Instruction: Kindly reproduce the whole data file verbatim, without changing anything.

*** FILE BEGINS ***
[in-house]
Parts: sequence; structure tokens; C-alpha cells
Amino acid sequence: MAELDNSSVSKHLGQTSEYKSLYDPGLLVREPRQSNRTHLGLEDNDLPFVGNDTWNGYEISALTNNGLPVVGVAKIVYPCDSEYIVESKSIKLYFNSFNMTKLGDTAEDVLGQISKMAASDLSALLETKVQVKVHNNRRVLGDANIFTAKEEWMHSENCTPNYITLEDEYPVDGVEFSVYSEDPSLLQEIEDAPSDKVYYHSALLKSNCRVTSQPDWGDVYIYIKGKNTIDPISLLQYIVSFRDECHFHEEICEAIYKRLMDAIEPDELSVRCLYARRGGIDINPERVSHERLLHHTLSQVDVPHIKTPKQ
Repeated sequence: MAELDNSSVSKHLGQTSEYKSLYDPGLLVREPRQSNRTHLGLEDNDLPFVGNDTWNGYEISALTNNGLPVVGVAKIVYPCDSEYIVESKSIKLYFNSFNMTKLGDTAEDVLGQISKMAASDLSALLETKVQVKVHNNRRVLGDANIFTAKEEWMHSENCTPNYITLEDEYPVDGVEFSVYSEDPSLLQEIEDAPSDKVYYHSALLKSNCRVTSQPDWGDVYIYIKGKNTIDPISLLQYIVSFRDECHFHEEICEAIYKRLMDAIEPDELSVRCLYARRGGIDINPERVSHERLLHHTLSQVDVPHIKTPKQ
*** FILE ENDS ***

[in-house]
Parts: sequence; structure tokens; C-alpha cells
Amino acid sequence: MAELDNSSVSKHLGQTSEYKSLYDPGLLVREPRQSNRTHLGLEDNDLPFVGNDTWNGYEISALTNNGLPVVGVAKIVYPCDSEYIVESKSIKLYFNSFNMTKLGDTAEDVLGQISKMAASDLSALLETKVQVKVHNNRRVLGDANIFTAKEEWMHSENCTPNYITLEDEYPVDGVEFSVYSEDPSLLQEIEDAPSDKVYYHSALLKSNCRVTSQPDWGDVYIYIKGKNTIDPISLLQYIVSFRDECHFHEEICEAIYKRLMDAIEPDELSVRCLYARRGGIDINPERVSHERLLHHTLSQVDVPHIKTPKQ
Repeated sequence: MAELDNSSVSKHLGQTSEYKSLYDPGLLVREPRQSNRTHLGLEDNDLPFVGNDTWNGYEISALTNNGLPVVGVAKIVYPCDSEYIVESKSIKLYFNSFNMTKLGDTAEDVLGQISKMAASDLSALLETKVQVKVHNNRRVLGDANIFTAKEEWMHSENCTPNYITLEDEYPVDGVEFSVYSEDPSLLQEIEDAPSDKVYYHSALLKSNCRVTSQPDWGDVYIYIKGKNTIDPISLLQYIVSFRDECHFHEEICEAIYKRLMDAIEPDELSVRCLYARRGGIDINPERVSHERLLHHTLSQVDVPHIKTPKQ